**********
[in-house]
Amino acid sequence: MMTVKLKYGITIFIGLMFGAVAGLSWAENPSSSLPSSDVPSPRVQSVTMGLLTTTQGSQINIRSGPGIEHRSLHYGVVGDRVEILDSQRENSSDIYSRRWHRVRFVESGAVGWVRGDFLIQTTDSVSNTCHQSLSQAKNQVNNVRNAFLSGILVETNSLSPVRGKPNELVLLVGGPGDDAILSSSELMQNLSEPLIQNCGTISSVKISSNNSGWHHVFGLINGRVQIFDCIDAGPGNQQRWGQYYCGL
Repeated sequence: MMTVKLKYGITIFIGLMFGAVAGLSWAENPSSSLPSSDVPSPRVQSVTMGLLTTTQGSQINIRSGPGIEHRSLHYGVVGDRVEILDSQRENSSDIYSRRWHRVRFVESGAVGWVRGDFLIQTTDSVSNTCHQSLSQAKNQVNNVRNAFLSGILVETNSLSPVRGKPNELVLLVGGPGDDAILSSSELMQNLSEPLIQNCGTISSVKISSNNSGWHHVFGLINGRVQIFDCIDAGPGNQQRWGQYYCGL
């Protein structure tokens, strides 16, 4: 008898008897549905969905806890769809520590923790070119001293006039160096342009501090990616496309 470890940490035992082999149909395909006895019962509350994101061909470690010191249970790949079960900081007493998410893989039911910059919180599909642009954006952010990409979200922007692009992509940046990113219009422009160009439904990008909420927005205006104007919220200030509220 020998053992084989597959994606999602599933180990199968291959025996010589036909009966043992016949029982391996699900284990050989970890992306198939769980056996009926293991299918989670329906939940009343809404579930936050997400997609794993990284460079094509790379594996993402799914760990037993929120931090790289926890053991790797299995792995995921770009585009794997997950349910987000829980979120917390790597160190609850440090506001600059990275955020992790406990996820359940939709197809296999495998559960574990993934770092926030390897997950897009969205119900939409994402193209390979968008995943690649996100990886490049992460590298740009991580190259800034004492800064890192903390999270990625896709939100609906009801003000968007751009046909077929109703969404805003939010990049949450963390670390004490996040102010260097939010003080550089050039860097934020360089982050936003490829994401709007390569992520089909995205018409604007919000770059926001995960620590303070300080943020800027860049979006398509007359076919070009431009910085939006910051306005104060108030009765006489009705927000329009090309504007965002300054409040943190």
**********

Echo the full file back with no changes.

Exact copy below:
[in-house]
Amino acid sequence: MMTVKLKYGITIFIGLMFGAVAGLSWAENPSSSLPSSDVPSPRVQSVTMGLLTTTQGSQINIRSGPGIEHRSLHYGVVGDRVEILDSQRENSSDIYSRRWHRVRFVESGAVGWVRGDFLIQTTDSVSNTCHQSLSQAKNQVNNVRNAFLSGILVETNSLSPVRGKPNELVLLVGGPGDDAILSSSELMQNLSEPLIQNCGTISSVKISSNNSGWHHVFGLINGRVQIFDCIDAGPGNQQRWGQYYCGL
Repeated sequence: MMTVKLKYGITIFIGLMFGAVAGLSWAENPSSSLPSSDVPSPRVQSVTMGLLTTTQGSQINIRSGPGIEHRSLHYGVVGDRVEILDSQRENSSDIYSRRWHRVRFVESGAVGWVRGDFLIQTTDSVSNTCHQSLSQAKNQVNNVRNAFLSGILVETNSLSPVRGKPNELVLLVGGPGDDAILSSSELMQNLSEPLIQNCGTISSVKISSNNSGWHHVFGLINGRVQIFDCIDAGPGNQQRWGQYYCGL
């Protein structure tokens, strides 16, 4: 008898008897549905969905806890769809520590923790070119001293006039160096342009501090990616496309 470890940490035992082999149909395909006895019962509350994101061909470690010191249970790949079960900081007493998410893989039911910059919180599909642009954006952010990409979200922007692009992509940046990113219009422009160009439904990008909420927005205006104007919220200030509220 020998053992084989597959994606999602599933180990199968291959025996010589036909009966043992016949029982391996699900284990050989970890992306198939769980056996009926293991299918989670329906939940009343809404579930936050997400997609794993990284460079094509790379594996993402799914760990037993929120931090790289926890053991790797299995792995995921770009585009794997997950349910987000829980979120917390790597160190609850440090506001600059990275955020992790406990996820359940939709197809296999495998559960574990993934770092926030390897997950897009969205119900939409994402193209390979968008995943690649996100990886490049992460590298740009991580190259800034004492800064890192903390999270990625896709939100609906009801003000968007751009046909077929109703969404805003939010990049949450963390670390004490996040102010260097939010003080550089050039860097934020360089982050936003490829994401709007390569992520089909995205018409604007919000770059926001995960620590303070300080943020800027860049979006398509007359076919070009431009910085939006910051306005104060108030009765006489009705927000329009090309504007965002300054409040943190």